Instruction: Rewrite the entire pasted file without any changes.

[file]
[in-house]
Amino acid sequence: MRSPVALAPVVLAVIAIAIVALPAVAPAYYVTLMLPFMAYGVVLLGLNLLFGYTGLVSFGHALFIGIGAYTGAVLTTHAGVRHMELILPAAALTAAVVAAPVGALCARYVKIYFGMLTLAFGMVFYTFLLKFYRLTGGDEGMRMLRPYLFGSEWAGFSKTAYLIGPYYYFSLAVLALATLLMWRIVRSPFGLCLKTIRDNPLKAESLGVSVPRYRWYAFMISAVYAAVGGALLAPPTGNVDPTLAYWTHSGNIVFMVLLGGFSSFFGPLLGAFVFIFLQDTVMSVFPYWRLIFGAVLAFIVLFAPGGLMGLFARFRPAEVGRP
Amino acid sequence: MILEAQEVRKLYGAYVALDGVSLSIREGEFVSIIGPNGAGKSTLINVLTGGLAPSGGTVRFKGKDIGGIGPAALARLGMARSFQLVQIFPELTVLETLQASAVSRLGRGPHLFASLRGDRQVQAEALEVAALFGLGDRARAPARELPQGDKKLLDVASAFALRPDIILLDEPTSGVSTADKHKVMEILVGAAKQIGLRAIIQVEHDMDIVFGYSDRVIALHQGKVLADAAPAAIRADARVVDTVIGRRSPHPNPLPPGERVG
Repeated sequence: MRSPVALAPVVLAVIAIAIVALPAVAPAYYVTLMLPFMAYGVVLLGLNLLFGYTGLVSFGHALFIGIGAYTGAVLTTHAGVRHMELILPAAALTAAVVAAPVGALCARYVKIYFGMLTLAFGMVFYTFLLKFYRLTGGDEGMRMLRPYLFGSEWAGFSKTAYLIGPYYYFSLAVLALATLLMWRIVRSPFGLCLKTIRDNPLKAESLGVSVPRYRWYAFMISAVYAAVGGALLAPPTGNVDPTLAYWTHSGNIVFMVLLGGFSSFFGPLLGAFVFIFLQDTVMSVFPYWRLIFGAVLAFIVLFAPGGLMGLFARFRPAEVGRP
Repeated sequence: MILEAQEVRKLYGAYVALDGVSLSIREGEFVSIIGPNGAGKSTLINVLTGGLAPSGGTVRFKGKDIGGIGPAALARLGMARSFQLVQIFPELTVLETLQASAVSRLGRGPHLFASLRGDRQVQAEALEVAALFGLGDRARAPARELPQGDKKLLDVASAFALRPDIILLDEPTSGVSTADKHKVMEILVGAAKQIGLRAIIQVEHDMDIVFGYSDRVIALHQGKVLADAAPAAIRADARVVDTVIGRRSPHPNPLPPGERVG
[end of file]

[in-house]
Amino acid sequence: MRSPVALAPVVLAVIAIAIVALPAVAPAYYVTLMLPFMAYGVVLLGLNLLFGYTGLVSFGHALFIGIGAYTGAVLTTHAGVRHMELILPAAALTAAVVAAPVGALCARYVKIYFGMLTLAFGMVFYTFLLKFYRLTGGDEGMRMLRPYLFGSEWAGFSKTAYLIGPYYYFSLAVLALATLLMWRIVRSPFGLCLKTIRDNPLKAESLGVSVPRYRWYAFMISAVYAAVGGALLAPPTGNVDPTLAYWTHSGNIVFMVLLGGFSSFFGPLLGAFVFIFLQDTVMSVFPYWRLIFGAVLAFIVLFAPGGLMGLFARFRPAEVGRP
Amino acid sequence: MILEAQEVRKLYGAYVALDGVSLSIREGEFVSIIGPNGAGKSTLINVLTGGLAPSGGTVRFKGKDIGGIGPAALARLGMARSFQLVQIFPELTVLETLQASAVSRLGRGPHLFASLRGDRQVQAEALEVAALFGLGDRARAPARELPQGDKKLLDVASAFALRPDIILLDEPTSGVSTADKHKVMEILVGAAKQIGLRAIIQVEHDMDIVFGYSDRVIALHQGKVLADAAPAAIRADARVVDTVIGRRSPHPNPLPPGERVG
Repeated sequence: MRSPVALAPVVLAVIAIAIVALPAVAPAYYVTLMLPFMAYGVVLLGLNLLFGYTGLVSFGHALFIGIGAYTGAVLTTHAGVRHMELILPAAALTAAVVAAPVGALCARYVKIYFGMLTLAFGMVFYTFLLKFYRLTGGDEGMRMLRPYLFGSEWAGFSKTAYLIGPYYYFSLAVLALATLLMWRIVRSPFGLCLKTIRDNPLKAESLGVSVPRYRWYAFMISAVYAAVGGALLAPPTGNVDPTLAYWTHSGNIVFMVLLGGFSSFFGPLLGAFVFIFLQDTVMSVFPYWRLIFGAVLAFIVLFAPGGLMGLFARFRPAEVGRP
Repeated sequence: MILEAQEVRKLYGAYVALDGVSLSIREGEFVSIIGPNGAGKSTLINVLTGGLAPSGGTVRFKGKDIGGIGPAALARLGMARSFQLVQIFPELTVLETLQASAVSRLGRGPHLFASLRGDRQVQAEALEVAALFGLGDRARAPARELPQGDKKLLDVASAFALRPDIILLDEPTSGVSTADKHKVMEILVGAAKQIGLRAIIQVEHDMDIVFGYSDRVIALHQGKVLADAAPAAIRADARVVDTVIGRRSPHPNPLPPGERVG